The EU is not happy with the results of the Turkish referendum. Some EU politicians argue the campaign was not properly conducted, with irregularities in voting, undue pressures on some voters and one sided media coverage heavily influenced by the government line. Many in the EU believe the changes will be bad for Turkish democracy, giving the President substantial new powers to govern without proper checks from Parliament and the courts.
This response is likely to harden those attitudes in Turkey which think the EU has been playing them along for too many years without allowing them to join the EU as full members. The first EEC/Turkey Association Agreement was signed in 1963. In 1970 the Customs Union was developed with Turkey, and more progress was made with a fuller document in 1992. The original aim was for Turkey to be a full member of the Customs Union, to be part of many common policies, and to reach freedom of movement with the EU. In 2013 a worried EU signed a Readmission Agreement with Turkey to get Turkey to take back more people, and on March 18 2016 a wider ranging policy was signed to enlist Turkey’s help in controlling migration across the Med.
The supporters of President Erdogan claim the referendum was fairly fought and conducted with plenty of outside vigilance and interest. They remind the many critics that the 18 changes to the Turkish constitution passed through Parliament with substantial majorities, typically around 340 votes in favour and 140 votes against on an Article by Article basis in a 550 seat Parliament. The changes include an extra 50 MPs, 5 yearly Parliamentary and Presidential elections, and a requirement for impartiality by judges. Parliament can pass a law to overrule a Presidential decree and can institute a Parliamentary review of the government. Judicial review is also introduced for government actions. The military courts are abolished.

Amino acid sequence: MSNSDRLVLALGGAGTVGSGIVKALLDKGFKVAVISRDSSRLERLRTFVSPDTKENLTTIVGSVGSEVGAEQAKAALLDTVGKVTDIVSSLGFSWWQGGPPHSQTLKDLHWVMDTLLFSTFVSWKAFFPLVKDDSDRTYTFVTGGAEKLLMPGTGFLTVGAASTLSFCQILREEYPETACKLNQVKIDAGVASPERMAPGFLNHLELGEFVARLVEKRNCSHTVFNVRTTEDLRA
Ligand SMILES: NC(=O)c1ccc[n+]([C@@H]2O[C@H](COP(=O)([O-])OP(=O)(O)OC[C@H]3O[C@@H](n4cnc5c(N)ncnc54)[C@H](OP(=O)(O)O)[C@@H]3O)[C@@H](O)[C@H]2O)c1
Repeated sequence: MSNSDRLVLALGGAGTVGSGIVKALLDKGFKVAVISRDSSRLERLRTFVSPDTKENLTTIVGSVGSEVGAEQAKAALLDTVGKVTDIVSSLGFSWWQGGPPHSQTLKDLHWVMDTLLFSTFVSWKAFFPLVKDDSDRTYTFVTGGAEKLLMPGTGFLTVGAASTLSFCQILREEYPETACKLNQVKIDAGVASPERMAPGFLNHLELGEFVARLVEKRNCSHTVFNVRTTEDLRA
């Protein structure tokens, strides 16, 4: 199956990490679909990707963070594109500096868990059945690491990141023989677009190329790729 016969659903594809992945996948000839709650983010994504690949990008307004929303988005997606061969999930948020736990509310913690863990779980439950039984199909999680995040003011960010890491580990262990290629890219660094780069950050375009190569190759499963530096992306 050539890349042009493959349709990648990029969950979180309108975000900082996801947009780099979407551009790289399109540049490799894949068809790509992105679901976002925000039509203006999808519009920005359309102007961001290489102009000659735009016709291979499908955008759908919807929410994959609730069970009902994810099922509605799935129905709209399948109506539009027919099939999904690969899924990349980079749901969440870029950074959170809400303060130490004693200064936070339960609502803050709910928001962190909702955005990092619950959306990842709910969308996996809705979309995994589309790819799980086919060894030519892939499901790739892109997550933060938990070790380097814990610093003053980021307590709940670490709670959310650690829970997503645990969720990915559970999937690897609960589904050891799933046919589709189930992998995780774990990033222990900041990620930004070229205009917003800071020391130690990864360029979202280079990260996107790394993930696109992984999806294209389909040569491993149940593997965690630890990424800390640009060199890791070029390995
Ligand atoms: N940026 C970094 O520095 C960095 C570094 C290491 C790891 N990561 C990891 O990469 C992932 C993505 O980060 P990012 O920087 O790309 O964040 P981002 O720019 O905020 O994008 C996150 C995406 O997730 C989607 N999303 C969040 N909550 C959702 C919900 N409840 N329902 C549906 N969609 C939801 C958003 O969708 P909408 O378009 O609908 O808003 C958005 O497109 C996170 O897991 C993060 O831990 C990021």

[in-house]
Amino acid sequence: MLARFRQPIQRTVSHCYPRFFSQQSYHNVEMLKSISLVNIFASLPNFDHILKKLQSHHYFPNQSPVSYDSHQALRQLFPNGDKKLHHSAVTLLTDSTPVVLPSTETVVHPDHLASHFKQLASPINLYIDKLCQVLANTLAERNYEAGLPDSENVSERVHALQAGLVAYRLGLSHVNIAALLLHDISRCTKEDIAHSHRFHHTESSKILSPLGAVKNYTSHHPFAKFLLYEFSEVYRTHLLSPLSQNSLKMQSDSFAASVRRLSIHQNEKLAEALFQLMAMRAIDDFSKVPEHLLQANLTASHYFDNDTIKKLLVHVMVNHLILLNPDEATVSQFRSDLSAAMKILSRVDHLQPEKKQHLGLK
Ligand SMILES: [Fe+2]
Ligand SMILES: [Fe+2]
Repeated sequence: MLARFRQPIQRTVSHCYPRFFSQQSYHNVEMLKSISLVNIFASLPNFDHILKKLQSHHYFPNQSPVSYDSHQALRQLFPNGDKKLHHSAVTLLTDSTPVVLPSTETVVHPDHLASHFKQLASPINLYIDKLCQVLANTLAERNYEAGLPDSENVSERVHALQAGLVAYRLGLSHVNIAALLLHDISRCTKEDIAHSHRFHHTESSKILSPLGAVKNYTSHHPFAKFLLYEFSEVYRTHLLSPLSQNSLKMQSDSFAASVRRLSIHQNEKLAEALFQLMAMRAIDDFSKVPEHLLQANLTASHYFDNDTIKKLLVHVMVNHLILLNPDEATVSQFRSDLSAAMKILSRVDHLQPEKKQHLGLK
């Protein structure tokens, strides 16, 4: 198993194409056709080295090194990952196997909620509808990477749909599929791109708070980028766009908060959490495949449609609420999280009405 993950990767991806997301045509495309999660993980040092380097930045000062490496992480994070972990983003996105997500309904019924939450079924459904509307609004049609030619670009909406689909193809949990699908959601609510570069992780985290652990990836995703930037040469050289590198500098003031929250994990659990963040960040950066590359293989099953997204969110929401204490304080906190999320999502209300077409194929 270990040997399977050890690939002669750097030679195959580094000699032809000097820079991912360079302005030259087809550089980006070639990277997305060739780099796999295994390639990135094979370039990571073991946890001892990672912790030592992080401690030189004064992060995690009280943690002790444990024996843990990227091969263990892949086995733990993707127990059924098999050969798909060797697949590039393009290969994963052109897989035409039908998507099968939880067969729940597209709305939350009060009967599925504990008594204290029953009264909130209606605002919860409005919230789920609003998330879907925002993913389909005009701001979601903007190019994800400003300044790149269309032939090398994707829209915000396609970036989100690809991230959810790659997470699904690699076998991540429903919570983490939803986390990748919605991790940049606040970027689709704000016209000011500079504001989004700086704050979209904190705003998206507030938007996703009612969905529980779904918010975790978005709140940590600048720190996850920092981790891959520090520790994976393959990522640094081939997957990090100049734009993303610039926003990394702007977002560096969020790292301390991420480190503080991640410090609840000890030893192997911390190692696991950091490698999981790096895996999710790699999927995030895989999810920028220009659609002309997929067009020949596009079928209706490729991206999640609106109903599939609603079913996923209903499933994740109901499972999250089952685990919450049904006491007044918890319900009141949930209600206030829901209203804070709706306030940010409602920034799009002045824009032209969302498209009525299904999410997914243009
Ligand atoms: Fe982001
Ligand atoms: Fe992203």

His critics think he will have too much power through appointing and influencing judges, using the powers to rule by decree, and acting as the Leader of his political party. They seem to think he will be able to win a couple of elections easily to stay in government for the next decade. They do not rate the Parliament as an effective check on the new government.
The EU is making a mess of handling its relations with its neighbours to the East. Ukraine is badly split and damaged by civil war. Now Turkey is moving away from the EU’s model of Association. What should the EU now do to make the situation better? What type of relationship is now realistic and desirable?